Richmond’s J.E.B. Stuart Elementary School, named after a Confederate general, decided on using the name of the nation’s first Black president as their break from hateful history’s grip.
The top two choices voted by students at the school, which has a 95 percent Black student body, were Barack Obama and the neighborhood name, Northside. The Richmond Public School board made the final decision selecting Obama.
Superintendent Jason Kamras told the Richmond Times-Dispatch: “It’s incredibly powerful that in the capital of the Confederacy, where we had a school named for an individual who fought to maintain slavery, that now we’re renaming that school after the first Black president. A lot of our kids, and our kids at J.E.B. Stuart, see themselves in Barack Obama.”
Stuart, a trusted general in Robert E. Lee’s army, had statues, towns, tanks and schools in Virginia and Florida named after him. Last year, the Fairfax County School Board in Virginia voted to change the name of J.E.B. Stuart High School to Justice High School. Monuments, statues, parks, property and schools also bare Lee’s name.
The Southern Poverty Law Center estimates that 100 public schools in the U.S. are named for Confederate leaders, with most of them clustered in the South. And seven states have laws protecting confederate monuments: Alabama, North Carolina, Georgia, Mississippi, South Carolina, Tennessee and Virginia.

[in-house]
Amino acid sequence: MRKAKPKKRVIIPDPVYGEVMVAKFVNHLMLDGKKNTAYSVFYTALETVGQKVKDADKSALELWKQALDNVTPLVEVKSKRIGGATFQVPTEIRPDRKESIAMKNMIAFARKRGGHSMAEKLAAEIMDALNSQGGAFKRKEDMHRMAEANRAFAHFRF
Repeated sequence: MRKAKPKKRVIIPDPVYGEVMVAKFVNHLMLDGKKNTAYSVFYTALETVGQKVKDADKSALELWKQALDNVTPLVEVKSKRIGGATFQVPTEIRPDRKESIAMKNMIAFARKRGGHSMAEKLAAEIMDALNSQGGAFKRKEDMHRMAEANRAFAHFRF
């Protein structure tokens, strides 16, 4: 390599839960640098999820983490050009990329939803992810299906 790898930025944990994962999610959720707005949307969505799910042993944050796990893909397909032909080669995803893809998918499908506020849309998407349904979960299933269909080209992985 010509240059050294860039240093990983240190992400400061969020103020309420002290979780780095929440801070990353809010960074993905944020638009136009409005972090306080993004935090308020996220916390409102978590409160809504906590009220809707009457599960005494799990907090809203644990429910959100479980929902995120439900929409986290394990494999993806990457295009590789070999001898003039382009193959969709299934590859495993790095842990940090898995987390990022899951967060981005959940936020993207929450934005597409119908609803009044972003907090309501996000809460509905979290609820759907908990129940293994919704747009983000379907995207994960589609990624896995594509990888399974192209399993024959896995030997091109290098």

After the deadly Charlottesville rally last year, many school boards and groups are looking to disassociate from any hate and divisiveness from racist history.
United Daughters of the Confederacy (UDC), which has been responsible for erecting more than 700 monuments and other memorials to the Confederacy across the South, denounced the promotion of racial divisiveness or white supremacy after Charlottesville. They still preserve historical monuments, however.
In Petersburg, Va., several schools will be renamed in July, discarding Confederate names A.P. Hill, Robert E Lee and J.E.B. Stuart. Arlington’s School board voted 5-0 to change Washington-Lee High School’s name earlier this month.
Malcolm Douglas, a new alum of that school said in a speech during that board meeting: “To defend the name in defense of Lee himself is impermissibleWe equate Lee and Washington, making the Confederacy seem like an noble struggle, not a campaign to perpetuate slavery.”